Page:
How jeweller turned to 'tribal glam' after a youth beset by illness
"WITH captivating blue eyes and dark hair, Jenny Lauren looked as though she'd stepped out of one of the ads for which her uncle, Ralph Lauren, is famous. It was not long, however, before she found herself in a world where it was easy to see herself as less than perfect."
Thus begins the blurb for Lauren's book, 'Homesick: A Memoir of Family, Food and Finding Hope'.
The 2005 book catalogues how Ms Lauren has suffered from depression, anxiety and bi-polar conditions, and also from anorexia which she developed at the age of 10 after she was rejected by the prestigious School of American Ballet.
She subsequently embarked on a dangerous mission to starve herself into the perfect dancer's physique.
'Vogue' magazine described it as "a story about learning to accept one's body as one's home" and a British newspaper called the book ". . . one of the most harrowing personal accounts of living with an eating disorder".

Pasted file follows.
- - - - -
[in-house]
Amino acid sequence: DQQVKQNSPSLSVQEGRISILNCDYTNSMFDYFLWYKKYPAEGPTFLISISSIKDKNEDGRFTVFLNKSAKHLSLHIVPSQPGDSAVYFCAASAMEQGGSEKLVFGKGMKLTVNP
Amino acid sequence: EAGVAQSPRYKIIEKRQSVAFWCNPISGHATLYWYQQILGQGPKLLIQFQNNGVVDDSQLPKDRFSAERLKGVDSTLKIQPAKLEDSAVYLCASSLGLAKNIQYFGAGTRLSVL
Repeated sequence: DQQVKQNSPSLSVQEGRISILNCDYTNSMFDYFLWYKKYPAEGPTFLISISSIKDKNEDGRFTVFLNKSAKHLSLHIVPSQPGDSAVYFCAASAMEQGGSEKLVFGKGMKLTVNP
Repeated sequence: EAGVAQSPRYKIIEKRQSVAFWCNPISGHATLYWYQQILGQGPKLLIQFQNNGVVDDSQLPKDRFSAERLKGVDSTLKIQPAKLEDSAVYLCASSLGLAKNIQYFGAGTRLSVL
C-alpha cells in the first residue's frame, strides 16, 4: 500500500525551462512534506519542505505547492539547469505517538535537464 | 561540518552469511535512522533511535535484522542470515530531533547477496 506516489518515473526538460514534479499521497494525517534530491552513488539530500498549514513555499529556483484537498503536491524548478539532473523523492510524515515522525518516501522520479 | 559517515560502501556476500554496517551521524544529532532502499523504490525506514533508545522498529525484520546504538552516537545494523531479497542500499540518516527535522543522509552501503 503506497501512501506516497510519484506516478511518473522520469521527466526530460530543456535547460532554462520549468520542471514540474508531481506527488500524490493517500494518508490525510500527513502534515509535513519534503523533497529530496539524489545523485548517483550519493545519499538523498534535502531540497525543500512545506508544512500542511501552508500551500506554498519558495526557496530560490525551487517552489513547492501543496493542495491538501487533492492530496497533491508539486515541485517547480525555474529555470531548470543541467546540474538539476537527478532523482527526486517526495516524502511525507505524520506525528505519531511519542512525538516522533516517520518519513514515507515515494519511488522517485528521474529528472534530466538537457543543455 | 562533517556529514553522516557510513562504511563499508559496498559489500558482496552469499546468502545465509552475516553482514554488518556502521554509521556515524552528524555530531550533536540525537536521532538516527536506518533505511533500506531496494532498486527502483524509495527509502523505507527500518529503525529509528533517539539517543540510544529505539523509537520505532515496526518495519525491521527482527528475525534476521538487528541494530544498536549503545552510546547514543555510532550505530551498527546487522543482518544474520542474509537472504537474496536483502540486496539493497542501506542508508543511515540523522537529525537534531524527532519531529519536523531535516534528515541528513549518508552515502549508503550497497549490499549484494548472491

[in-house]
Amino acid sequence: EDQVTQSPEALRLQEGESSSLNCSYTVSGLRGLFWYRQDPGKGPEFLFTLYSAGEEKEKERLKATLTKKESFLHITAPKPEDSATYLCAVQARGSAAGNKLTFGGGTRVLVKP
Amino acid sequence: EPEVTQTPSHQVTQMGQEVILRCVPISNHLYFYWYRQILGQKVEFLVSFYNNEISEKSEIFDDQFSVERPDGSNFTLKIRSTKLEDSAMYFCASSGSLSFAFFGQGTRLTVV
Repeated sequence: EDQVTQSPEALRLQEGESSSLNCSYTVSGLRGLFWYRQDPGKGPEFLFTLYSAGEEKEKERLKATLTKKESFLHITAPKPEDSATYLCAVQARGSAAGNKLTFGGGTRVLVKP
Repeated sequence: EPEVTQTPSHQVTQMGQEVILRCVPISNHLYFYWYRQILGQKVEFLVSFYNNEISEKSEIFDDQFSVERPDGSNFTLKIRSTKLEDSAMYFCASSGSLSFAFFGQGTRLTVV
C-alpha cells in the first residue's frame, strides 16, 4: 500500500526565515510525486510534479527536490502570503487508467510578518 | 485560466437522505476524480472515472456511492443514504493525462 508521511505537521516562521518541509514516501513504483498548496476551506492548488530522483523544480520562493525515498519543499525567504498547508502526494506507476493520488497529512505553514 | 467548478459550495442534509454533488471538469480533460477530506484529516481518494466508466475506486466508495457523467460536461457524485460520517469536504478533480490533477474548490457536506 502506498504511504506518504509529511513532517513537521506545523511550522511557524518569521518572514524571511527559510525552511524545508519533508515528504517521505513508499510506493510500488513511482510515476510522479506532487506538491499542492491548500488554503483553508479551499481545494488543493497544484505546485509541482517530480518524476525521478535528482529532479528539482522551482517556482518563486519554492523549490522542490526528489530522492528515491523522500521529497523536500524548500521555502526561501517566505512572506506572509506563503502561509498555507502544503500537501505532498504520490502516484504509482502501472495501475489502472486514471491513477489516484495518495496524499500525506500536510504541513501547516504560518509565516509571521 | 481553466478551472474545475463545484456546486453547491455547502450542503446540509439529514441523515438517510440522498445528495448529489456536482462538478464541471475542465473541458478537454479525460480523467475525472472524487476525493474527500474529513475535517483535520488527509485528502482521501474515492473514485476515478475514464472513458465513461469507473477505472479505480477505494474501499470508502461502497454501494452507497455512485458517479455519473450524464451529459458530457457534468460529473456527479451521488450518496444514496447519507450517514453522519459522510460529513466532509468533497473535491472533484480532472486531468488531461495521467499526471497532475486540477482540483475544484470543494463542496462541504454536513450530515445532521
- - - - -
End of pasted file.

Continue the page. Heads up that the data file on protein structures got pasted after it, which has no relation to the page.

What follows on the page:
However, Amazon.com readers were not quite as complimentary or sympathetic, with one describing it as a "poorly written festival of whining," and another saying that throughout the entire book the reader wanted "just to slap her and tell her to grow up".
Ms Lauren is a 41-year-old single woman who lives on New York's plush Upper East Side at East 65th Street -- where a town house last year sold for $24.5m (418m).
She turned to a career in jewellery design after studying for a BA in Art History and Fine Arts from the 'Ivy League' Barnard College.
Her father, Jerry, is executive vice president for men's design at Ralph Lauren.
Ms Lauren specialises in "tribal glam" jewellery pieces which sell at high-end stores, including Ralph Lauren and Urban Zen.
'The New York Times' described her work as "a little American Indian and a lot 'Out of Africa' with a touch of prepster-on-vacation earthiness".
It's priced from $350 for earrings to $5,000 for a long necklace.